Work at their pace. Being an outsider, you will likely see more clearly what needs to be changed in their life. Be gentle as you try to shed light on these problem areas. Wait until they see it and are ready to address it before moving forward. Helping others always goes best if the person we are helping is aware and ready.

Model empowerment and never become a victim of helping the victim. The minute you find it impossible to remain empowered as you help this person, consider excusing yourself or referring this person to someone else. It must be ok for you to “live within your limits” and set boundaries. Isn’t this what you are going to be helping the victim with?

Practice assertive communication. Assertive communication is essentially the practice of communicating your opinions, desires, needs, thoughts clearly, with kindness and consideration. Assertiveness does not mean we don’t sometimes say things that hurt others (we cannot control how others respond to us). This is how you will need to communicate with the person you are helping and something you will be teaching them to do for themselves.

Teach them how to ask for help. Something that will make helping easier is to have a conversation early on about how best the victim can alert you to their needs. Let them know that it works better for you if they can be clear about their needs and feelings before calling you. It can be very tiring to have to decode highly emotional requests for help. In addition, the victim often has some “maladaptive ways of asking for help”. This is a fancy way of saying that the method they use to get their needs met often has the opposite effect; people are offended or turned off.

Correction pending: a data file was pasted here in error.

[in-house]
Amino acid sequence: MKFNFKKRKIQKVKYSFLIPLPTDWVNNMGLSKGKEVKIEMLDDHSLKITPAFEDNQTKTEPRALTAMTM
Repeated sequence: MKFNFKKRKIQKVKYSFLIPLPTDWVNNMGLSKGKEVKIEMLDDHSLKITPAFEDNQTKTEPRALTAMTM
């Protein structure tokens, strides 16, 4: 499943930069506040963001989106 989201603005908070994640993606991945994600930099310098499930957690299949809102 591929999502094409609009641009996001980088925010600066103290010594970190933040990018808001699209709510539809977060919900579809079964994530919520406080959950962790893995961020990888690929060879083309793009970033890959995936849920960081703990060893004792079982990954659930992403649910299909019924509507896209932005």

Do not do for them what they could be taught to do on their own. For example, if they have not followed through on a piece of advice you have given, you may be tempted to do it for them. Rather, do it with them. Take them to a therapist, sit with them on the phone while they call an attorney or help them write a letter to their landlord. Hold their hand while they do it rather than become their personal assistant.